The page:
[HICCUP] IETF-Announce Digest, Vol 36, Issue 11

Ed Jankiewicz <edward.jankiewicz@sri.com> Tue, 17 April 2007 16:08 UTC

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Date: Tue, 17 Apr 2007 12:08:34 -0400
From: Ed Jankiewicz <edward.jankiewicz@sri.com>
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Subject: [HICCUP] IETF-Announce Digest, Vol 36, Issue 11
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redundant if you follow IEPREP but of interest.

    4. Document Action: 'A Framework for Supporting Emergency
       Telecommunications Services (ETS) Within a Single Administrative
       Domain' to Informational RFC  (The IESG)



Message: 4
Date: Mon, 16 Apr 2007 21:27:59 -0400
From: The IESG <iesg-secretary@ietf.org>
Subject: Document Action: 'A Framework for Supporting Emergency
	Telecommunications Services (ETS) Within a Single Administrative
	Domain' to Informational RFC
To: IETF-Announce <ietf-announce@ietf.org>
Cc: Internet Architecture Board <iab@iab.org>rg>,	ieprep chair
	<ieprep-chairs@tools.ietf.org>rg>,	ieprep mailing list <ieprep@ietf.org>rg>,
	RFC Editor <rfc-editor@rfc-editor.org>
Message-ID: <E1HdcUB-0001JP-Et@stiedprstage1.ietf.org>

The IESG has approved the following document:

- 'A Framework for Supporting Emergency Telecommunications Services (ETS)
    Within a Single Administrative Domain '
    <draft-ietf-ieprep-domain-frame-08.txt> as an Informational RFC

This document is the product of the Internet Emergency Preparedness
Working Group.

The IESG contact persons are Jon Peterson and Cullen Jennings.

A URL of this Internet-Draft is:
http://www.ietf.org/internet-drafts/draft-ietf-ieprep-domain-frame-08.txt

Technical Summary

This document presents a framework discussing the role of various
protocols andmechanisms that could be considered candidates for supporting
Emergency Telecommunication Services (ETS) within a single administrative
domain.  Comments about their potential usage as well as their current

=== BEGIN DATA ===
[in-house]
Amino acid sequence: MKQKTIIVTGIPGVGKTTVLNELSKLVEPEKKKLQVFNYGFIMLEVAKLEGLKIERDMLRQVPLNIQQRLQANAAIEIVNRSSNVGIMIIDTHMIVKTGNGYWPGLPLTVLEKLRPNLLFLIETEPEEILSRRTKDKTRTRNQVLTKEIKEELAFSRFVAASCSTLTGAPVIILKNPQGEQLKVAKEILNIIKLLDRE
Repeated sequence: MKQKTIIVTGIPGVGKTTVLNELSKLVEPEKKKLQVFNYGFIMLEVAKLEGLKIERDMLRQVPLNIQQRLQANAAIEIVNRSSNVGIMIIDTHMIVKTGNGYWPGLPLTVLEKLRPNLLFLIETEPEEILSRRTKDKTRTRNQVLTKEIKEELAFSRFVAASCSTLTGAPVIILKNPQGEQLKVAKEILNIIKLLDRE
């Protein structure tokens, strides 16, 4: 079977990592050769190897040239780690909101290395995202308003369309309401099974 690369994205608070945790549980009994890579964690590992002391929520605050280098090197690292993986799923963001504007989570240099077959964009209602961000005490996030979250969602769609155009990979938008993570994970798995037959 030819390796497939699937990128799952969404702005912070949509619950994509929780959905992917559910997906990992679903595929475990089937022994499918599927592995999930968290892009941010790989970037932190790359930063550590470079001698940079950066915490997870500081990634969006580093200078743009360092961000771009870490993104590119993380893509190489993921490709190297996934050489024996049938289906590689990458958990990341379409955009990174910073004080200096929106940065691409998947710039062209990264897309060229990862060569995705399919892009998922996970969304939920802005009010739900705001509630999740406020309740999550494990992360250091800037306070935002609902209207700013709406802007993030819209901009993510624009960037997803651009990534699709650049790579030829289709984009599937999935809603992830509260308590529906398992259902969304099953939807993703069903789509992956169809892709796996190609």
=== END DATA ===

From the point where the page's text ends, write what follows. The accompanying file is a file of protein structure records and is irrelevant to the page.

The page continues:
deployment are provided to the reader.  Specific solutions are not
presented.

Working Group Summary

The IEPREP WG supported the advancement of this document.

Protocol Quality

This document was reviewed for the IESG by Jon Peterson.

Note to RFC Editor

Section 3.1

OLD:
   A more ambitious way of supporting the mobile user is through the use
   of the Mobile IP (MIP) protocol.  In this case and at the IP level,
   foreign networks introduce the concept of triangle routing and the
   potential for multiple access points and service context within a
   subnetwork.  In addition, policy plays a critical role in dictating
   the measure of available services to the mobile user.

   The beaconing capability of MIP allows it to offer a measure of
   application transparent mobility as a mobile host (MH) moves from one
   subnetwork to another.

   However, this feature may not be available in
   most domains.  In addition, its management requirements may
   discourage its widespread deployment and use.  Hence, users should
   probably not rely on its existence, but rather may want to expect a
   more simpler approach based on DHCP as described above.  The subject
   of mobile IP is discussed below in Section 4.
NEW:
   A more ambitious way of supporting the mobile user is through
   the use of the Mobile IP (MIP) protocol. MIP offers a measure of
   application transparent mobility as a mobile host moves
   from one subnetwork to another while keeping the same stable
   IP address registered at a global anchor point. However, this
   feature may not always be available or in use. In any case,
   where it is in use, at least some of the packets destined to
   and from the mobile host go through the home network.




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